Under the defence policy review and in light of the proposed cessation of the manufacturing of propellant by BAE Systems in Bishopton, can my right hon. Friend guarantee that alternative supplies of tested and safe propellants are in place to safeguard the interests of our armed forces? Can he further tell the House whether the Ministry of Defence has reconsidered the strategic implications of the cessation of manufacturing at the sole remaining UK propellant factory following the events of
I understand why my hon. Friend has raised the issue, and he is right to do so on behalf of his considerable constituency interest. However, I assure him that we have considered the matter on several occasions and I have every confidence in the arrangements for providing security of ammunition to our armed forces.
I reiterate our support for the Government in their determination and resolve to support the US in its campaign to defeat international terrorism. I also assure the Secretary of State that we expected the campaign to be protracted, we never believed that civilian casualties could be avoided, and we are prepared to support the Government through periods of difficulty and uncertainty. However, does he agree that it is essential to avoid the mixed messages that have been causing serious concern about the direction of the campaign in recent days?
I am grateful for the hon. Gentleman's good wishes and will ensure that they are passed on; I appreciate his support. He has made his case in a straightforward way. However, I do not accept that there have been mixed messages. It is a hallmark of a democracy that different people can at different times give differing views. I do not believe that it is helpful at this time for these different emphases to be subject to the microscopic examination that from time to time occurs.
I do not believe that mixed messages have been given. Our campaign aims have been set out clearly and the military means of achieving them have equally been set out clearly and on a regular basis.
In that case, may I press the right hon. Gentleman on the point raised by my hon. Friend Mr. Howarth regarding the comments of Brigadier Roger Lane, the commander of 3 Commando Brigade? The Minister of State told the House on Friday that the lead elements of this force will be "immediately available" and those comments were echoed by Sir Michael Boyce, Chief of the Defence Staff, who said that they were "ready now". However, Brigadier Lane appears to be giving contrary indications about the need for further training and the lack of intelligence. Can the Secretary of State use this opportunity to clarify the intended overall message?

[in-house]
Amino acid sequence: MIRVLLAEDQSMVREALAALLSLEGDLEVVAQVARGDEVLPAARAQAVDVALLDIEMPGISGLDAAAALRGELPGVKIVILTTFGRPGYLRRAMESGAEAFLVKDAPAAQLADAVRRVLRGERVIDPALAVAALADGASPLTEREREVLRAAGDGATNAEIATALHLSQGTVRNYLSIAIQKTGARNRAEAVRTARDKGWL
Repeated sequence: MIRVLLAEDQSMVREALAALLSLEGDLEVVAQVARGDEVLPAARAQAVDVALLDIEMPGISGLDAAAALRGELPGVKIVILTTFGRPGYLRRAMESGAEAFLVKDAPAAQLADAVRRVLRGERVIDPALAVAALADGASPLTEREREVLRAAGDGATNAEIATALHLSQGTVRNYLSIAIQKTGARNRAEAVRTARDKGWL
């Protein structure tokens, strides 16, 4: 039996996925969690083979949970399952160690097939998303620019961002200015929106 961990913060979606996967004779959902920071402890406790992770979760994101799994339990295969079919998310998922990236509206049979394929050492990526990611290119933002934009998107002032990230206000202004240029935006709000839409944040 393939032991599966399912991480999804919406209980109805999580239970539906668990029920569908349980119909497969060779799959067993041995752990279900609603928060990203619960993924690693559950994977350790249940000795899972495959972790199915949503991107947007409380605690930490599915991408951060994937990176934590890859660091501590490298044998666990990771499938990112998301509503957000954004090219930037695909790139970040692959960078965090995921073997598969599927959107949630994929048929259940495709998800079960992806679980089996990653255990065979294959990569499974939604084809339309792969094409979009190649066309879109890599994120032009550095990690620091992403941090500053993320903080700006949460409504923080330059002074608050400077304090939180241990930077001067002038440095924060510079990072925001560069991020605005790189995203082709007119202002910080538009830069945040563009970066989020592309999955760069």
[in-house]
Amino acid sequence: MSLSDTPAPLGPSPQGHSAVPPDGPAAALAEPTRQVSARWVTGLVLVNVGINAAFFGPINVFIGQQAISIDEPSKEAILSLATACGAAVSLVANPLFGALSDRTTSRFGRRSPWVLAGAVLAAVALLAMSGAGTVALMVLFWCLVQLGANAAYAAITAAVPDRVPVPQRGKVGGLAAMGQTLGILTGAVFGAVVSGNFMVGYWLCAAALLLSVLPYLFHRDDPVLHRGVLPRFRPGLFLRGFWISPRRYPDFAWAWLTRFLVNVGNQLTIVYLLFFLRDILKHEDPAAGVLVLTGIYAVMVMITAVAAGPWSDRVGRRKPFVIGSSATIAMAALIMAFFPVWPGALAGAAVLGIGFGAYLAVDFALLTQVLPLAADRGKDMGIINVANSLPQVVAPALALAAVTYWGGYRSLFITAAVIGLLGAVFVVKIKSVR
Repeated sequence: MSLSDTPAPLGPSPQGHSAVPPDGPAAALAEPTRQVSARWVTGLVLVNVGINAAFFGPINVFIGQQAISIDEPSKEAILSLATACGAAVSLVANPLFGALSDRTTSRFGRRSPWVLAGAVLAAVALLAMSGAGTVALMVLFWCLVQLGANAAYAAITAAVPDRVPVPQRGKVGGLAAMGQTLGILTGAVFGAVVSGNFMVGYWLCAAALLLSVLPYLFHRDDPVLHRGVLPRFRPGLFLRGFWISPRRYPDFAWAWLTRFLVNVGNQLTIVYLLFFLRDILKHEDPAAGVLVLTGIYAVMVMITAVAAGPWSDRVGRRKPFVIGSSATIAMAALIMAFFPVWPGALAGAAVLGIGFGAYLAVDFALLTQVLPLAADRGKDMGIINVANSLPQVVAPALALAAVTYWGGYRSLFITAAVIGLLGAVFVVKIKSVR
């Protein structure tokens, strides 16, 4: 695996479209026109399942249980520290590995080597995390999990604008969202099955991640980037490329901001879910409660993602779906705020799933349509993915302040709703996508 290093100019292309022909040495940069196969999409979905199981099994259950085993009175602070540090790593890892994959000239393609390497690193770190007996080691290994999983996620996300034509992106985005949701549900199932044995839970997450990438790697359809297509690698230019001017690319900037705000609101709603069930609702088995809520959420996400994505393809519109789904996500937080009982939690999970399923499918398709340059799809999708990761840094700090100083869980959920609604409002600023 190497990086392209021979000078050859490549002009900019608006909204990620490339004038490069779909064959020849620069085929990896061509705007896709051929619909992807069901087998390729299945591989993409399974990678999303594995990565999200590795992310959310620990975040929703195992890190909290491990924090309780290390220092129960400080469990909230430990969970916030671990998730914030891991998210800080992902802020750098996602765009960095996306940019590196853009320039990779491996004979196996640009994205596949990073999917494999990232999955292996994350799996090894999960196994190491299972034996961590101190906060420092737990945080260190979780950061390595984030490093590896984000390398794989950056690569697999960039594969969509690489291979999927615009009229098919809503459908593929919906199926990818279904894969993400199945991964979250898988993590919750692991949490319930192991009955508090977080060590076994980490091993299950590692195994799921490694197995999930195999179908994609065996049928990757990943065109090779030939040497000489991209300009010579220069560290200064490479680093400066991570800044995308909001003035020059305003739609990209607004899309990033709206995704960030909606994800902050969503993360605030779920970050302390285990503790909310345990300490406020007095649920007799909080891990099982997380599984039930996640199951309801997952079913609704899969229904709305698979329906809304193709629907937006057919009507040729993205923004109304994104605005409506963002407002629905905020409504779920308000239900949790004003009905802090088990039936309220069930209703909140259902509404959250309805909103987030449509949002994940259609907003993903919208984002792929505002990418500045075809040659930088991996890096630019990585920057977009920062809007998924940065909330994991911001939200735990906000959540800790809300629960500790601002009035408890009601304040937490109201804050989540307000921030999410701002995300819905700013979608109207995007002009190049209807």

I am grateful to the hon. Gentleman for the opportunity to say that I believe that Brigadier Lane's comments were deliberately taken out of context in a most unhelpful way. He was referring to the importance for any military operation of having members of the armed forces prepared for that specific operation. There is no doubt that the Royal Marines, as I saw for myself on Friday, remain at the highest state of readiness. They will continue to maintain that state, and I have no difficulty in saying that they are immediately available for operations. The point is that they need the necessary level of preparation to deal with any specific operation as it arises. That would be true for any members of the armed forces in any situation. It is only prudent to allow that preparation to take place.
Perhaps the lesson is that Ministers should not use officers in the field for high-level political messages—those should be reserved for Ministers.
Will the Secretary of State clarify the overall objectives of the campaign against international terrorism? The objectives published on
"assuming that Mullah Omar will not comply with the US ultimatum, we require sufficient change in the leadership—" that is, in the leadership of the Government of Afghanistan. Moreover, the Chief of the Defence Staff made it clear that he would regard it as "extraordinarily difficult" to achieve the military objectives unless the Taliban regime "folded". That seems extremely clear. Can the Secretary of State therefore reiterate that all four of the immediate objectives, as published on
Yes, I can give that confirmation. On regime change, we gave the Taliban regime every opportunity to give up Osama bin Laden, to stop allowing the al-Qaeda terrorist organisation to use Afghanistan as a base for terrorism and to abandon their support for attacks on other countries. Every opportunity was afforded and so far, at any rate, Mullah Omar and the Taliban leadership have not accepted those opportunities. That is why it is important that part of our military aims involves the replacement of the leadership of Afghanistan by a Government who are not prepared to support either Osama bin Laden or terrorism in general.